'The Oxford Companion to Sugar and Sweets', by Darra Goldstein, with a Foreword by Sidney Mintz - Review

By Levy, Paul | The Spectator, June 13, 2015 | Go to article overview

'The Oxford Companion to Sugar and Sweets', by Darra Goldstein, with a Foreword by Sidney Mintz - Review


Levy, Paul, The Spectator


This Oxford Companion ranges from the sweet to the decidedly salty, while being the most politically correct reference book you will ever consult, says Paul Levy

The Oxford Companion to Sugar and Sweets Darra Goldstein, with a foreword by Sidney Mintz

OUP, pp.888, £40, ISBN: 9780199313396

Should sugar be taxed? Some of the contributors to The Oxford Companion to Sugar and Sweets seem to think so. Sugar certainly appears less appealing than it used to. Its negative effect on our teeth is undeniable, and it now takes the rap for many of the ills we formerly blamed on fats, such as obesity, high blood pressure and diabetes. But sugar is also now bound up with politics, because of its historical connection with slavery. Our awareness of this we owe to the groundbreaking, imaginative scholarship of Sidney Mintz, whose 1985 Sweetness and Power: The Place of Sugar in Modern History is easily the most frequently referenced work by the 265 contributors to this massive volume.

It is a mighty endorsement of the editor Darra Goldstein's enterprise that Mintz has written the long foreword to it. He ties the emotive appeal of sweetness to our mammalian and primate nature, which is about as fundamental as you can get. (Goldstein, in her introduction, claims there is at least one exception to the rule that mammals crave sweet tastes -- cats; she hasn't met my three cake-nibbling moggies.) Even our vernacular reflects the emotional tug of the sweet: we call our beloved 'sweetheart,' 'sugar' or 'honey'; compliments can be sugary, but never salty; and contrast 'sweet talk' with what we mean by salty language.

However, as Mintz says, 'At some point the whiteness of sugar probably became an ideal, because white -- at least in some places -- suggested purity.' You can see that nowadays this won't wash; and this Oxford Companion is, inevitably, the most politically correct reference book you're ever likely to consult. Sugarcane originated in New Guinea, but the first crystalline form of it that could be traded occurred in North India about 500 BCE. It was wildly expensive, used in religious rituals, treated as a precious spice (rather than as a mainstream foodstuff) or as a medicine. This was still the position in the UK, as Jill Norman's entry tells us, from the time of its appearance in the 11th century until it got cheaper in the second half of the 16th century; indeed sugar, which came in large, hard cones, was kept under lock and key.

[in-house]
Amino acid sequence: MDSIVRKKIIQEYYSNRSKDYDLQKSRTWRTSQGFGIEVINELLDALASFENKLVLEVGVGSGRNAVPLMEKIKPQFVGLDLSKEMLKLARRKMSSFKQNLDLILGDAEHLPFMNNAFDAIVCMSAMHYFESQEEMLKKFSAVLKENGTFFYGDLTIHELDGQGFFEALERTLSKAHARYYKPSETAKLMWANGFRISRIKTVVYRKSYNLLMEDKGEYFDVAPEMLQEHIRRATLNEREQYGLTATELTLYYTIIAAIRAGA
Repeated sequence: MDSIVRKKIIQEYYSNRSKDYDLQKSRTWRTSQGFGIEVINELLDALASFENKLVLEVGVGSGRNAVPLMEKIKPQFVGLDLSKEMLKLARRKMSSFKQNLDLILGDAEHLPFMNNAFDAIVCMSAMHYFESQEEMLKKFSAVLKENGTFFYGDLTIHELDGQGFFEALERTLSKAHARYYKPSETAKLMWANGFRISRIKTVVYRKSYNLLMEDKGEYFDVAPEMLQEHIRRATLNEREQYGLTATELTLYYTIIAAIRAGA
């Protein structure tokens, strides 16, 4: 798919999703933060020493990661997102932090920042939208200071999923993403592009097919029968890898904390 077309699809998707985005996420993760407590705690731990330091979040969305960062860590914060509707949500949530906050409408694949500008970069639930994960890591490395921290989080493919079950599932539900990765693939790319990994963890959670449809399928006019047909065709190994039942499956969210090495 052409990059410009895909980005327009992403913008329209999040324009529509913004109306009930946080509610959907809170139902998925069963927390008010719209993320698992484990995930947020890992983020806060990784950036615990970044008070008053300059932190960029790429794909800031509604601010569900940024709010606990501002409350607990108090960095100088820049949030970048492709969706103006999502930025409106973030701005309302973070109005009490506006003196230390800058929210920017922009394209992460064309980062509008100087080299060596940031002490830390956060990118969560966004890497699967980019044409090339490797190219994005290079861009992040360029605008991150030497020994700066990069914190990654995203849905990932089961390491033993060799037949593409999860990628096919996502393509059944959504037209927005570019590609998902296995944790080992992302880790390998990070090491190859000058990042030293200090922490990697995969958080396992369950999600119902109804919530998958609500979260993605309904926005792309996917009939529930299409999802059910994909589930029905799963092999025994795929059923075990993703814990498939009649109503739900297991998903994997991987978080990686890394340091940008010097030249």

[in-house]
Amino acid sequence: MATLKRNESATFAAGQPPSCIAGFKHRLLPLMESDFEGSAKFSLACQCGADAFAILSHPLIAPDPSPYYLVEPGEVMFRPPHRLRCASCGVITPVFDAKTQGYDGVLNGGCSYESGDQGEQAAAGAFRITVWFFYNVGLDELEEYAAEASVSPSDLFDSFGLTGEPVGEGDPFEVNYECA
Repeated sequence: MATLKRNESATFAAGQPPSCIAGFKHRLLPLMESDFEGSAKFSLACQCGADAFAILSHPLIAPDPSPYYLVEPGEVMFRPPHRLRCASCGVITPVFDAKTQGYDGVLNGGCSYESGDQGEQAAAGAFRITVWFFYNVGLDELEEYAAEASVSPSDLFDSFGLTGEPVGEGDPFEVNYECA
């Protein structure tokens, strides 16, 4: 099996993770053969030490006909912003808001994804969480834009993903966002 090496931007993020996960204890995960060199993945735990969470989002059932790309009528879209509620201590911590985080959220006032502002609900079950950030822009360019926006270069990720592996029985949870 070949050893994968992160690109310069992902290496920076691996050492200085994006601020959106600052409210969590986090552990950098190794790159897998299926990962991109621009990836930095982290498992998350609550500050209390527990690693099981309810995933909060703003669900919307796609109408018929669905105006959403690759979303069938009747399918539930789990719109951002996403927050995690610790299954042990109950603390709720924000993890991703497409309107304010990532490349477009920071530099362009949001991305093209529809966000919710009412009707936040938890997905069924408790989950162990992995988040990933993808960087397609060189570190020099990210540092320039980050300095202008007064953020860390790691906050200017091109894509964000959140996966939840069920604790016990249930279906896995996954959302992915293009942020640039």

Sugar dropped in price when production moved to the Caribbean lowlands, with their ideal soil and climate conditions. But even these could not make growing, refining and trading sugar any less labour-intensive; and so the workforce became enslaved Africans. Owing to the American Civil War, we think of cotton as the crop associated with slavery. Not so, says Mintz:

The crop that benefited the slave owners in America the most, and the one that used the largest number of slaves, was sugarcane. Plantation slavery in the New World lasted more than three and a half centuries, and it was involved with the killing or enslavement of an estimated 13.5 million Africans and African Americans.

Before getting indignant about the Americans, however, it's chastening to read Matthew Parker's entry for 'sugar barons', the British families who owned and profited hugely from extensive plantations in the Caribbean from the mid-17th to the beginning of the 19th centuries. Beet sugar made some difference to the political situation, as it allowed both the US and the UK (and other northern nations) to be a little less dependent on cane-sugar importers. Though, as Mintz also says, the US

solved many of its own sugar problems, intentionally or not, through war, when it scooped up Spain's old sugar colonies in the Caribbean and Pacific regions during the Spanish-American War (1898-1899). …

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